4 months post-acquisition I am proud to say I was and am a part of the largest, most tumultuous merger in the history of the technology industry. Now that 2016 is behind me, I look to 2017 with confidence for whatever it may bring. Happy Holidays, friends!


Welcome to Dell Technologies

Before entering the technology industry I had not considered the rate at which things would change. Within one year at EMC I had three different managers, and within two years I belong to a totally different company. You may have heard that my company was involved in the biggest merger in the history of the tech industry! I now belong to a group of companies called Dell Technologies, and EMC was bought by Dell for an amount of cash so large that I cannot even fathom it ($67 Billion)! We officially became “Dell EMC” on Wednesday, September 7, 2016, and the future looks bright for us.

As I sat at the Dell Technologies Celebration in Palo Alto, CA today, I could not hold back the nostalgia that I was experiencing. I remember that day in October when I found out EMC was being acquired; I remember the roller coaster of emotions the past year has brought; and I know how inspired I felt today surrounded by 140,000 of my new team members around the globe as we celebrated Dell Technologies.

I’ve had many conversations recently about what I have learned during the time period of October 2015-September 2016 – the time during which I waited for the deal to close. Since this was the first time I had ever been involved with a merger, let alone one of this scale, I was given the advice early on to sit back and observe…so I did! Lessons learned? Plenty. Let me share some of those with you:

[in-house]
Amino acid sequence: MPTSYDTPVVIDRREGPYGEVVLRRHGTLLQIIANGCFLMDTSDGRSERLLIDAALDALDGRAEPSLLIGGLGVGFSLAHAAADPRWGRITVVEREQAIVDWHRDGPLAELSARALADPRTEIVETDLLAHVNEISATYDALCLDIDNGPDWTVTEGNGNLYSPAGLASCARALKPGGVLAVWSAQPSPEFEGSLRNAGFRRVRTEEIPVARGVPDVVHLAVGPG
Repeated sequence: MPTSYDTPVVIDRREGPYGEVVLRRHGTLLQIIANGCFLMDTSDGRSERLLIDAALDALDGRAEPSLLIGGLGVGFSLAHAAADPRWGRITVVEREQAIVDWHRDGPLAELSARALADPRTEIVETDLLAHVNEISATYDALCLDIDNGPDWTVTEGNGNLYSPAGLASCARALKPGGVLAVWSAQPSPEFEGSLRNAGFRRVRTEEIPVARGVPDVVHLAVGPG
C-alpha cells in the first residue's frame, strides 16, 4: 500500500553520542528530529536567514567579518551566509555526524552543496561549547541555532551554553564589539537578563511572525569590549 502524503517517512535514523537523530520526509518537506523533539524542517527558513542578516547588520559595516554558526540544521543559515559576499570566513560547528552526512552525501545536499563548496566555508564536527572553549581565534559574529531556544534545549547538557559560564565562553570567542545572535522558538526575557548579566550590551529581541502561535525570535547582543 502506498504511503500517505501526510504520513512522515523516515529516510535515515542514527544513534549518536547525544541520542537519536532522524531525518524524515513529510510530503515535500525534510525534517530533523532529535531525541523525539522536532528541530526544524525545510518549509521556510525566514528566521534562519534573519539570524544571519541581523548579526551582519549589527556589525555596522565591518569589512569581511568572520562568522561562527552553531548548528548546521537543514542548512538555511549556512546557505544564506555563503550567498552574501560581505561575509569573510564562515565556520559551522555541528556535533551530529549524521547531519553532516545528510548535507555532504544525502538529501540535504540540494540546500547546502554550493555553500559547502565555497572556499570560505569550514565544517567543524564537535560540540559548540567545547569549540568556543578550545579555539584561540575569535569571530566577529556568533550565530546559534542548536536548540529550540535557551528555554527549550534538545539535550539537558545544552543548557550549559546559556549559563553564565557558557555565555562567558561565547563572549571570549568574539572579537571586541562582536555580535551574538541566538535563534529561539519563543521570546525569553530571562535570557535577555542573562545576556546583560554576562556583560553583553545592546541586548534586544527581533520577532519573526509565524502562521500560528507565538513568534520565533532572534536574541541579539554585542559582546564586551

• Patience is a virtue. As I explained earlier, it took almost 1 year for the Dell and EMC deal to close. Practicing patience allowed me to slowly take in all of the information that was coming my way!
  • Expect to experience an overflow of emotions. Allow me to be vulnerable for a moment as I share that throughout the past year I have felt shock, excitement, anxiety, fear, and joy…on repeat. Although not many colleagues at work shared these true emotions, I’m sure that I couldn’t have been the only one.
  • Brace yourself for speculations. When there is a waiting period of almost 1 year, there are many speculations that are made over time. For me, I trusted my leadership to be transparent (which they were), sat back, and observed – that helped me to “keep my cool” when I did hear chatter of those speculations.
  • “Business as usual.” Just because your company is being sold does not mean that your work will cease to exist! Keep working hard.

Change is constant in the technology industry, and some of the most important lessons that I have learned are how to adapt to those changes. I’m thankful for my time with EMC, and look forward to the dawn of this new era with DELL EMC!

Photos from our Dell Technologies Celebration, where I was a live blogger for our remote viewers.